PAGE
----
Urban schools and the challenges they face--from dropouts to radical reform ideas--will be examined in a documentary series to be aired next month on the Public Broadcasting Service.
Plans were also announced last week for two major new television productions devoted to education, both to be aired in September.
CBS News plans a weeklong examination of the state of education in the United States, while PBS offers a follow-up to its acclaimed “Learning in America” series of last year.
In the meantime, PBS will air “Crisis: Urban Education,” on April 10 and April 17 at 10 P.M. Eastern time. Times may vary on local PBS affiliates. The series consists of four half-hour segments that highlight the problems facing urban schools.
The series was produced by WNET-tv, a New York City public-television station, and the national broadcast has been underwritten by the International Business Machines Corporation.
The first segment of the series looks at the troubled Trenton, N.J., school system; later segments examine the dropout problem from the perspective of three New York City students; the successes exhibited at Central Park East High School in East Harlem, New York City; and the broad reform efforts underway in Rochester, N.Y.
A free program guide for the series can be obtained by writing to Crisis: Urban Education, Volunteer Center, WNET/Thirteen, 356 West 58th St., New York, N.Y. 10019.
CBS News will address education the week of Sept. 3-7 with a prime-time documentary, a national conference for business, education, and political leaders, and a late-night TV forum.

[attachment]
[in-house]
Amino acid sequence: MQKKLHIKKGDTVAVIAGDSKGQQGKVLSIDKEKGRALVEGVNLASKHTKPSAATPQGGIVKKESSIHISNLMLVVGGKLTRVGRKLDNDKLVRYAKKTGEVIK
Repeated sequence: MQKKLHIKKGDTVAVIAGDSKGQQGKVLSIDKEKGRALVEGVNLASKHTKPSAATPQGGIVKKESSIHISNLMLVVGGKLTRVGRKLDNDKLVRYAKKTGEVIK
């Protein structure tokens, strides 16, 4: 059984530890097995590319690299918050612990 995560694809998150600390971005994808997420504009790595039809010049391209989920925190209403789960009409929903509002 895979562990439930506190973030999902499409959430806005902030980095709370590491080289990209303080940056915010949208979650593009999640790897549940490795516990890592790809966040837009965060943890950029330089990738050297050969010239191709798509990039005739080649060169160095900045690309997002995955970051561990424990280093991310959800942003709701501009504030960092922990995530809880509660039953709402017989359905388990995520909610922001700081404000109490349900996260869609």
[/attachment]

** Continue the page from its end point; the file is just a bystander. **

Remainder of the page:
The centerpiece of the network’s “Project: Education” will be a two-hour documentary on Sept. 6, “America’s Toughest Assignment: Solving the Education Crisis.” The veteran CBS newsman Charles Kuralt will anchor the special.
The education conference will take place in Washington, with portions to be broadcast during the documentary and during the on-the-air forum, which is scheduled for Sept. 6, after the late local news.
Ernest L. Boyer, president of the Carnegie Foundation for the Advancement of Teaching, will serve as educational consultant to CBS News for the project.
Also in September, PBS is planning to air “Learning in America: The Early Years,” a follow-up to the five-part documentary series on American education that aired last year.
The new series, again to be anchored by the veteran newsman Roger Mudd, will focus on elementary education. It is being produced by MacNeil/Lehrer Productions and WETA-tv, the Washington public station. The project is being funded by a grant from the Chrysler Corporation, which also underwrote the original series.
Exact airdates for the new series have not yet been set.--mw
A version of this article appeared in the March 28, 1990 edition of Education Week as PBS Series To Examine Plight of Inner-City Schools